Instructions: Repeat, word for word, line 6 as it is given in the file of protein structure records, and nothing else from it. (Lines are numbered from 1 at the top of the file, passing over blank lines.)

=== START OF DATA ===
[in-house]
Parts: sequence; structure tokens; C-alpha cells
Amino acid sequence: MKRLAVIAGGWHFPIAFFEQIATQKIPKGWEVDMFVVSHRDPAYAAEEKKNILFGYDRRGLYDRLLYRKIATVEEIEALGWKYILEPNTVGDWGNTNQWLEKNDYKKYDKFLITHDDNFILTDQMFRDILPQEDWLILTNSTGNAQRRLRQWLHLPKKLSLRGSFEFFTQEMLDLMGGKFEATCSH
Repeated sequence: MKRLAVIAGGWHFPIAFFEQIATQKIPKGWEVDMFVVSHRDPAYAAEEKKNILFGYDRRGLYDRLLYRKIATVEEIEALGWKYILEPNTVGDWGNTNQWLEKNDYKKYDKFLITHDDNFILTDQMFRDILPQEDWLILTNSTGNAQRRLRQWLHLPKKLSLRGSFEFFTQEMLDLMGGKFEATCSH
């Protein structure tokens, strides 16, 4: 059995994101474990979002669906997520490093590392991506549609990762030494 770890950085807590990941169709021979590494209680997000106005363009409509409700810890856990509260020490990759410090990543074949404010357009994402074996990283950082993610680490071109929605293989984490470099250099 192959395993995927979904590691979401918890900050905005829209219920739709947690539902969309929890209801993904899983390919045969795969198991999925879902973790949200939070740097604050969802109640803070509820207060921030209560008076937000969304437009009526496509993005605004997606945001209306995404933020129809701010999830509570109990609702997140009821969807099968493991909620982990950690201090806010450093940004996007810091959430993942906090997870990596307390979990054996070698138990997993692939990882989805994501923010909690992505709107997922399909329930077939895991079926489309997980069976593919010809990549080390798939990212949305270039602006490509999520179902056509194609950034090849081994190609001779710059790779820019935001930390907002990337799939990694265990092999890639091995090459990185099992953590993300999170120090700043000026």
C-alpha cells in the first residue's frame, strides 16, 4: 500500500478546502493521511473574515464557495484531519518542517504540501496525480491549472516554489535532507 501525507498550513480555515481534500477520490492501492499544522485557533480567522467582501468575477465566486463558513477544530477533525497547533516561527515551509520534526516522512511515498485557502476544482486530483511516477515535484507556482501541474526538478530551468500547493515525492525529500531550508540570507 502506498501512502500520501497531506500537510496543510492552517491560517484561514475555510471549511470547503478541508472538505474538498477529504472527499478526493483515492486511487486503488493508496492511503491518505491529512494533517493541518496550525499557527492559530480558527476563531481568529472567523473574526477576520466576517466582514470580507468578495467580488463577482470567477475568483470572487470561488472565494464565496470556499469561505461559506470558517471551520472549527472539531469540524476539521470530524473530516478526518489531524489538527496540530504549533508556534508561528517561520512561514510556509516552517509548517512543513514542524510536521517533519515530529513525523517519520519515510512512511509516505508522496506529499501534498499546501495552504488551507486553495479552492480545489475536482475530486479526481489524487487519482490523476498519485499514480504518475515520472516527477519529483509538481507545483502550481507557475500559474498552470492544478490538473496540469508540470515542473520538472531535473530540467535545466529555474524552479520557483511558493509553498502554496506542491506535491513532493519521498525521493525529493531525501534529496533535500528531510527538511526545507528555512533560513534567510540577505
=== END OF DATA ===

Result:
C-alpha cells in the first residue's frame, strides 16, 4: 500500500478546502493521511473574515464557495484531519518542517504540501496525480491549472516554489535532507 501525507498550513480555515481534500477520490492501492499544522485557533480567522467582501468575477465566486463558513477544530477533525497547533516561527515551509520534526516522512511515498485557502476544482486530483511516477515535484507556482501541474526538478530551468500547493515525492525529500531550508540570507 502506498501512502500520501497531506500537510496543510492552517491560517484561514475555510471549511470547503478541508472538505474538498477529504472527499478526493483515492486511487486503488493508496492511503491518505491529512494533517493541518496550525499557527492559530480558527476563531481568529472567523473574526477576520466576517466582514470580507468578495467580488463577482470567477475568483470572487470561488472565494464565496470556499469561505461559506470558517471551520472549527472539531469540524476539521470530524473530516478526518489531524489538527496540530504549533508556534508561528517561520512561514510556509516552517509548517512543513514542524510536521517533519515530529513525523517519520519515510512512511509516505508522496506529499501534498499546501495552504488551507486553495479552492480545489475536482475530486479526481489524487487519482490523476498519485499514480504518475515520472516527477519529483509538481507545483502550481507557475500559474498552470492544478490538473496540469508540470515542473520538472531535473530540467535545466529555474524552479520557483511558493509553498502554496506542491506535491513532493519521498525521493525529493531525501534529496533535500528531510527538511526545507528555512533560513534567510540577505